ColumnsNaming Grace

The most important question

Twenty-First Sunday in Ordinary Time

Johnny, age four, loves adventures! Each day, his mom takes him out to explore a new trail or discover raspberries under a scratchy bush. Recently, we took Johnny to a creek teeming with tadpoles and bugs. Johnny asked what seemed like a thousand questions: “Mimi, why is this frog so green?” “Mimi, why does this bug jump?” “Mimi, why, why, why?” In the book, “A More Beautiful Question,” author Warren Berger claims, “4-year-olds ask as many as 200 to 300 questions a day. … kids ask an average of 40,000 questions between the ages of 2 and 5.” Though often exhausting for parents, questioning proves essential for one’s growth. “… Berger shows, the most creative, successful people tend to be expert questioners. They’ve mastered the art of inquiry, raising questions no one else is asking — and finding the answers everyone else is seeking.”

From this Sunday’s Gospel, Jesus, THE expert questioner, asks the questions simmering within each of the disciples’ hearts, but no one dares to speak. He begins with a non-threatening question: “Who do people say that the Son of Man is?” The disciples quickly answer: “Some say John the Baptist, others Elijah, still others Jeremiah or one of the prophets.” Jesus could have left well enough alone. But no, Jesus shoots straight to the core by asking the MOST important question: “But who do you say that I am?” Silence. We can just imagine the disciples, heads down, praying not to be selected to answer THAT question. Thankfully, Peter releases the tension by responding: “You are the Christ, the Son of the living God.” Well done, Peter, and thanks for getting us off the hook! Except we aren’t.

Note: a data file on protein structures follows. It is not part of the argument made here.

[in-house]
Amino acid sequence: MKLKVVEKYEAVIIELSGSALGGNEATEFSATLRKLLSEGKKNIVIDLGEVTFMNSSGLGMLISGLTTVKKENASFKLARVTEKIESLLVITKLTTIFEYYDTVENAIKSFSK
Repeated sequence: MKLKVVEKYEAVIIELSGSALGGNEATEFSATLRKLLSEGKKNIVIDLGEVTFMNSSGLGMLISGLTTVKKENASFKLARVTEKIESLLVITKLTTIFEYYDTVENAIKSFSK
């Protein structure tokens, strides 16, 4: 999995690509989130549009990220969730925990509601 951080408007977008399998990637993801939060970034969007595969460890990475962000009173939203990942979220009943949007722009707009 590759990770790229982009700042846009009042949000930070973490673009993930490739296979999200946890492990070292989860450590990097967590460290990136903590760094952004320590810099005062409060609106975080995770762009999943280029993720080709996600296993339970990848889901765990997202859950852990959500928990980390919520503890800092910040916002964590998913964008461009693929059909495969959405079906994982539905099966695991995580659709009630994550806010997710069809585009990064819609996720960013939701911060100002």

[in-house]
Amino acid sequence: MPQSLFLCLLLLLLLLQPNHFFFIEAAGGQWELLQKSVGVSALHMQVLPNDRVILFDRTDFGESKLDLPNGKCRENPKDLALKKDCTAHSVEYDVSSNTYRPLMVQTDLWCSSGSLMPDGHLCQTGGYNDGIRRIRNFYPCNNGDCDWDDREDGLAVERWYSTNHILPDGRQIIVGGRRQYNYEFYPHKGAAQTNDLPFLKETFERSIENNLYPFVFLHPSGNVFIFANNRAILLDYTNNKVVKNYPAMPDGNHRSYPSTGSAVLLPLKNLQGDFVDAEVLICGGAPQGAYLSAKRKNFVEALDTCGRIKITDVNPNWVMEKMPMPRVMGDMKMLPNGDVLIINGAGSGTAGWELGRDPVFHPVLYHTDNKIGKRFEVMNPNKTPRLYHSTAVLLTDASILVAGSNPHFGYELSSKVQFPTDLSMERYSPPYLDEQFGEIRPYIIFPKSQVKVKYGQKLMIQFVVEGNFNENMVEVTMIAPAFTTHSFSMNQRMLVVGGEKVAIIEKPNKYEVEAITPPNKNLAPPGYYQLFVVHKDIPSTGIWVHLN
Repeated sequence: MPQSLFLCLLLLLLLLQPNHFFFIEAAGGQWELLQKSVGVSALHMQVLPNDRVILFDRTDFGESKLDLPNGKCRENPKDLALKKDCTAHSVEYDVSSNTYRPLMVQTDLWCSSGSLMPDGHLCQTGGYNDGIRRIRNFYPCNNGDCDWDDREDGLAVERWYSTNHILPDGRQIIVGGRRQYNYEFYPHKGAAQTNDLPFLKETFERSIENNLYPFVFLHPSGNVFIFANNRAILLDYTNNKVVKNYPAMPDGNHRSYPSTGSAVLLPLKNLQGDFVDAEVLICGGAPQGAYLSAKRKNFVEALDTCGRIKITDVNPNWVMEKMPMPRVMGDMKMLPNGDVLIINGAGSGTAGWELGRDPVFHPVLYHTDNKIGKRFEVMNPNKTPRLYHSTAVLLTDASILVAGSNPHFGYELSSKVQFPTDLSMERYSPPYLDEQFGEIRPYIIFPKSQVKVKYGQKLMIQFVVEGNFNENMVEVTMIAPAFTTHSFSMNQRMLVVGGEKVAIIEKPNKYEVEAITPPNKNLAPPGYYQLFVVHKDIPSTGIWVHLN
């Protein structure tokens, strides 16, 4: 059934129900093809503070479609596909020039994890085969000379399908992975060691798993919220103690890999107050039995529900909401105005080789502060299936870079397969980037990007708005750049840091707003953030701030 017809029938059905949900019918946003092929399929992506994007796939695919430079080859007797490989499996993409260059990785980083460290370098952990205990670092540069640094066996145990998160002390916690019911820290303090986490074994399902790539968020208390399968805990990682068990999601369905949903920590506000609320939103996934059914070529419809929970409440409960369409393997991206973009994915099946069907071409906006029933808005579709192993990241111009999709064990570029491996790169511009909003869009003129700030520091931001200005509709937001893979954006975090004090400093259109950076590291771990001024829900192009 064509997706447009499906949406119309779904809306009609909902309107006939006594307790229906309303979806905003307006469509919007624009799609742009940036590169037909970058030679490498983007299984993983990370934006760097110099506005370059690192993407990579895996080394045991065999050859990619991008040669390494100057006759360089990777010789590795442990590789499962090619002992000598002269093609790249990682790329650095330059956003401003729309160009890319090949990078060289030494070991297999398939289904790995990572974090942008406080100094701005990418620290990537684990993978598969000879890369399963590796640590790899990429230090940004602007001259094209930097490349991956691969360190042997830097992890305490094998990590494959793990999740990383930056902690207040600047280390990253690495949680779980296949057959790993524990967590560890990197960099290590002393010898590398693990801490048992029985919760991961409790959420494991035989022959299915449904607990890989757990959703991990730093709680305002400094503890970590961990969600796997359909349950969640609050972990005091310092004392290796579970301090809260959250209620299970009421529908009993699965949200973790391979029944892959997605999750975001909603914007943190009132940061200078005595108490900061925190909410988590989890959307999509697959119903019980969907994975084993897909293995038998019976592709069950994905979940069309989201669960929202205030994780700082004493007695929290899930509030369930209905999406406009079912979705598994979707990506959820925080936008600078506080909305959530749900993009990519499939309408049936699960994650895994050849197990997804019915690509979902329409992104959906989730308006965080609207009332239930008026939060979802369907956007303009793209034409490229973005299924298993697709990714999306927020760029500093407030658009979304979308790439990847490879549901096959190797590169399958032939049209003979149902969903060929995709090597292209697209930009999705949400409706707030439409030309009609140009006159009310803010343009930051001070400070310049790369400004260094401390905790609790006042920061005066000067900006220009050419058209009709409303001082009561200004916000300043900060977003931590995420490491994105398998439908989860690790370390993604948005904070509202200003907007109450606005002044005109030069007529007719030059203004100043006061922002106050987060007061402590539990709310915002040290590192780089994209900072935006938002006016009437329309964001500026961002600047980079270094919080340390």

“But who do you say that I am?” is THE most important question each person must consider and answer. If Jesus was just a good man, an interesting character, or even a wise person, we could take or leave His words. But how we answer this question determines the course of our lives — for now and eternity! If we answer with Peter, we bow before the living God, know ourselves as God’s beloved, and live for a greater purpose.

If not, we remain earthbound, searching endlessly, roaming in all the wrong places. We worship only ourselves, finding life futile and unsatisfying. As parents/grandparents, we pose the big questions in life: “Who am I?” “Why do I exist?” “What is my purpose?” “Who is God?” We name grace — God’s guiding presence — when we encourage our children to pray, think deeply, and discuss the meaning of life through the eyes of faith. We encourage our children to seek truth and wisdom, especially through Scripture, study, and nature. Yet we can only address each big question by answering the most important question: “But who do you say that I am?” Ultimately, it is our heavenly Father who reveals the answer to those whose hearts are open and willing.

My prayer is for each of our grandchildren to ask important questions of faith and then to answer by giving their free assent to Jesus Christ, who is our meaning, purpose, peace, and joy. Each time we come to the Eucharist we encounter Jesus, who asks again: “But who do you say that I am?” With each “Amen,” we respond with Peter: “You are the Christ, the Son of the living God.” Now, that’s good news!

How will you help your child to the most important question?

Mary Pedersen D. Min. reflects on the Gospel through the lens of parents/grandparents. You may contact her: